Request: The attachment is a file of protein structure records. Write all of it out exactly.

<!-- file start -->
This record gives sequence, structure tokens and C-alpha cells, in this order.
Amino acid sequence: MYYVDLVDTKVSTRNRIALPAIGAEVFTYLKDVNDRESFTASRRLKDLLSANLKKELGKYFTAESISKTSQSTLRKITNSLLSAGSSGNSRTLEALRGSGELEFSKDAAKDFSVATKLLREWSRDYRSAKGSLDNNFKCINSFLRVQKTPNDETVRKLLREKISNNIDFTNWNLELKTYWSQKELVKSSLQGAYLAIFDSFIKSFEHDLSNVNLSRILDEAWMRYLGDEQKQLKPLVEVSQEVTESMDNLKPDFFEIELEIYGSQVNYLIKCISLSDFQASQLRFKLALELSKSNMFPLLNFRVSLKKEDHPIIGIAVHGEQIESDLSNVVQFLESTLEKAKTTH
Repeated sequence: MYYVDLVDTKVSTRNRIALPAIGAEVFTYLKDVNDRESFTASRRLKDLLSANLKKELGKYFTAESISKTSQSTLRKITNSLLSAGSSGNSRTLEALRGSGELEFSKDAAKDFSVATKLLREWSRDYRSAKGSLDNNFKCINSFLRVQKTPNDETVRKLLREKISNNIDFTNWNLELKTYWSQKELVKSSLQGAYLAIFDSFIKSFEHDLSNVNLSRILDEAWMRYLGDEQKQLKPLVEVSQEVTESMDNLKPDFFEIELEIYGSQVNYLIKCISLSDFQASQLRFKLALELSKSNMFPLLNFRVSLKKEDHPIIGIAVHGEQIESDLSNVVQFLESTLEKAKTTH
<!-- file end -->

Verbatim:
This record gives sequence, structure tokens and C-alpha cells, in this order.
Amino acid sequence: MYYVDLVDTKVSTRNRIALPAIGAEVFTYLKDVNDRESFTASRRLKDLLSANLKKELGKYFTAESISKTSQSTLRKITNSLLSAGSSGNSRTLEALRGSGELEFSKDAAKDFSVATKLLREWSRDYRSAKGSLDNNFKCINSFLRVQKTPNDETVRKLLREKISNNIDFTNWNLELKTYWSQKELVKSSLQGAYLAIFDSFIKSFEHDLSNVNLSRILDEAWMRYLGDEQKQLKPLVEVSQEVTESMDNLKPDFFEIELEIYGSQVNYLIKCISLSDFQASQLRFKLALELSKSNMFPLLNFRVSLKKEDHPIIGIAVHGEQIESDLSNVVQFLESTLEKAKTTH
Repeated sequence: MYYVDLVDTKVSTRNRIALPAIGAEVFTYLKDVNDRESFTASRRLKDLLSANLKKELGKYFTAESISKTSQSTLRKITNSLLSAGSSGNSRTLEALRGSGELEFSKDAAKDFSVATKLLREWSRDYRSAKGSLDNNFKCINSFLRVQKTPNDETVRKLLREKISNNIDFTNWNLELKTYWSQKELVKSSLQGAYLAIFDSFIKSFEHDLSNVNLSRILDEAWMRYLGDEQKQLKPLVEVSQEVTESMDNLKPDFFEIELEIYGSQVNYLIKCISLSDFQASQLRFKLALELSKSNMFPLLNFRVSLKKEDHPIIGIAVHGEQIESDLSNVVQFLESTLEKAKTTH